There is no way for us to understand the shock that these disciples experienced when Jesus spoke these words. They did not have a category for this. If you read the Jewish writings about the coming Messiah, they skipped passages like Isaiah 53. You won’t read of them describing a Messiah who would suffer. You would you read about them describing a Messiah who will conquer.
And so the disciples have no category, they don’t even know what to do with this. It’s like us talking about an Army Ranger who’s a passivist, a comedian who’s never been funny, a cliff climber who is paralyzed by heights. You’re like, “What are you talking about?” It’s like a mailman who shows up, he knocks at your door, and he just looks at you. “You got any mail?” “No.” What are you doing here? Why did you come? That’s the feeling. You’re a Messiah and you’re going to be rejected, and you’re going to die. Why did you come? What are you doing here? What good are you?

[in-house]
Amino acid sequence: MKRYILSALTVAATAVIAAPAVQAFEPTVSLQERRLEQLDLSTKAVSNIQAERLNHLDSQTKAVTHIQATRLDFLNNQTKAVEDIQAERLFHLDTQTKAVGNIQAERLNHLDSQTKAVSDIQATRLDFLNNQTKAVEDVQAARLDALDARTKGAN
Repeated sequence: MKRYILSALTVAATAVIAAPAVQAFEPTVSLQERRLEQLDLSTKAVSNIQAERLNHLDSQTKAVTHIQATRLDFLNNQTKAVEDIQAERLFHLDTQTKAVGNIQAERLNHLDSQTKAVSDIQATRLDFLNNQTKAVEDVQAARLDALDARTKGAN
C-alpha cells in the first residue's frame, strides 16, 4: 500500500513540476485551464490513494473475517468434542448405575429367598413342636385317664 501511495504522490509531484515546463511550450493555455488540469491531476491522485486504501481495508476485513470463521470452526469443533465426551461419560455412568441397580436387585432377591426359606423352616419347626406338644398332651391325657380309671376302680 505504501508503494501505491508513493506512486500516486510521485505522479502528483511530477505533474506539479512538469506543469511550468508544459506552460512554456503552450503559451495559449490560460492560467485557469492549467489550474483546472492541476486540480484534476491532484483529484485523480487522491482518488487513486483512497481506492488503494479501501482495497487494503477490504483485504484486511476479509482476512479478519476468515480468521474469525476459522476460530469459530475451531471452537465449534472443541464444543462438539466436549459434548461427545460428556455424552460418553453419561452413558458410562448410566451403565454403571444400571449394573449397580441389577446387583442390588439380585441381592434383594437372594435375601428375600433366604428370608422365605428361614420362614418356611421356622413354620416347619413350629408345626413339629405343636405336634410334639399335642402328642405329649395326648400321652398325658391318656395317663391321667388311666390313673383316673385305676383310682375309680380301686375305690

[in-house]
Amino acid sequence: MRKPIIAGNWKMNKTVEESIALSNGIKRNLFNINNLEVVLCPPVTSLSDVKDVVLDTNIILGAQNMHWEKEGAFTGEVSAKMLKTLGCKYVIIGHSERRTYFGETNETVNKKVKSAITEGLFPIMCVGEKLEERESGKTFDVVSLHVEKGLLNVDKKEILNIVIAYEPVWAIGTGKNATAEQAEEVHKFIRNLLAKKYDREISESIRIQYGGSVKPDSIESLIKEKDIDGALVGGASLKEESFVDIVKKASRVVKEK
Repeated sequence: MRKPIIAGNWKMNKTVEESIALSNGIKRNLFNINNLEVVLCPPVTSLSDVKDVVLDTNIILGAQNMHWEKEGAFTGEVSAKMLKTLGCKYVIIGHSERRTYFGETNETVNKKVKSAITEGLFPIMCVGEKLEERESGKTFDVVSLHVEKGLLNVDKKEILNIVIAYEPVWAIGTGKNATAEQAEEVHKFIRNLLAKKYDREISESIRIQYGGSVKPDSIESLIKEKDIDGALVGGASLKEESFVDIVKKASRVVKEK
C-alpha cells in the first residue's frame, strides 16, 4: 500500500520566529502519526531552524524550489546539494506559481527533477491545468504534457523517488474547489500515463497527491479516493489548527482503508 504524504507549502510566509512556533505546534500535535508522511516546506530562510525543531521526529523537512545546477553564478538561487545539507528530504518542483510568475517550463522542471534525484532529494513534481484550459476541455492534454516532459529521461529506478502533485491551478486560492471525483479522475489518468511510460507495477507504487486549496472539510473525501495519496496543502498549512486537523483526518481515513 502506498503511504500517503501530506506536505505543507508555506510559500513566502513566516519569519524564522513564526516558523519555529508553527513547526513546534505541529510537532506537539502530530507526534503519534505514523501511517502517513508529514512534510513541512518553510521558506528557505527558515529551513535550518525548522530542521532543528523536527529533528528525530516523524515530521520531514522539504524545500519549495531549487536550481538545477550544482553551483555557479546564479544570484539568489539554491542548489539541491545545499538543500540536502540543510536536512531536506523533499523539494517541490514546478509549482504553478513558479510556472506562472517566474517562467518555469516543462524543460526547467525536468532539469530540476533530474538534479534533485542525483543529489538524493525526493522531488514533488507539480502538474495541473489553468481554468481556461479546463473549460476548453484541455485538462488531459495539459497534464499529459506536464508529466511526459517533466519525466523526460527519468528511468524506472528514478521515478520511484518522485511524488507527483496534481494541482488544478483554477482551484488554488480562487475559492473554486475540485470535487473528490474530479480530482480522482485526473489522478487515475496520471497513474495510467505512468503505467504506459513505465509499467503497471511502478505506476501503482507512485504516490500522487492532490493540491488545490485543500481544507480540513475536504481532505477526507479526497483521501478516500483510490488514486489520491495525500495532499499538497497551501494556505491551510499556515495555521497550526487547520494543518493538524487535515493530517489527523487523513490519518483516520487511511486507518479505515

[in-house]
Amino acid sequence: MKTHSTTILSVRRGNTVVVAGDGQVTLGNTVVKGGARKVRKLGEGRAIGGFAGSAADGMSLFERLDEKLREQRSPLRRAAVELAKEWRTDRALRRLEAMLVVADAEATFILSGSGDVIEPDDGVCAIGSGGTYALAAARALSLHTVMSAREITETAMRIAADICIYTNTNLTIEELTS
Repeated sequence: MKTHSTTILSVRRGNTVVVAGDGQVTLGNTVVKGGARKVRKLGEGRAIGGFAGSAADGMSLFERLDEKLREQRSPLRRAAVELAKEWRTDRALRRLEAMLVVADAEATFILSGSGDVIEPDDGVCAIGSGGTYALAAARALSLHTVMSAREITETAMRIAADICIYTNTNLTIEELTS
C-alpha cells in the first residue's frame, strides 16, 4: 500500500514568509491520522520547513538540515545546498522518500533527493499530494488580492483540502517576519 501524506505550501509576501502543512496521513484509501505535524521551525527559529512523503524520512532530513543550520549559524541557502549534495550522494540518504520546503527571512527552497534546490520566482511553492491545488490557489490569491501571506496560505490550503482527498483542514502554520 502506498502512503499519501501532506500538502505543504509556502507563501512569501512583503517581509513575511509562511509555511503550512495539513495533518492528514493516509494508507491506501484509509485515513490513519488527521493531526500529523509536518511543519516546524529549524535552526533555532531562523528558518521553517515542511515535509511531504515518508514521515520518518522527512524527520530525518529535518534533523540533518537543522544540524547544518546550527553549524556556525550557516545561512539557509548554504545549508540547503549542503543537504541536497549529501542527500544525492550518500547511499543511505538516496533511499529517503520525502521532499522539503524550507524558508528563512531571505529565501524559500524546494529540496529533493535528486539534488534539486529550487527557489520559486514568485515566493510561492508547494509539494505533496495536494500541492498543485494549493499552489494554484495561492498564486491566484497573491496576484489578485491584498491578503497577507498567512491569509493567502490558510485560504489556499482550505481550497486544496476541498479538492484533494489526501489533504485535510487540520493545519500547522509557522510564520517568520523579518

And it’s even worse than that. It’s not just that he’s not going to conquer the enemy, he’s predicting his own demise. And it’s worse than that. His death is executed by the best of the day. It’s not like he’s going to be mugged by a gang of thugs on a mountain pass. He’s going to be executed (verse 31) by the Sanhedrin. The elders, chief priests and scribes were known as the Sanhedrin. They were viewed in that day — I know we don’t think of them this way now — but in that day they would have been viewed as the epitome of purity, the best of the best. You’re telling me the best of the best is going to execute the one who was sent by God to rescue us? This makes no sense at all.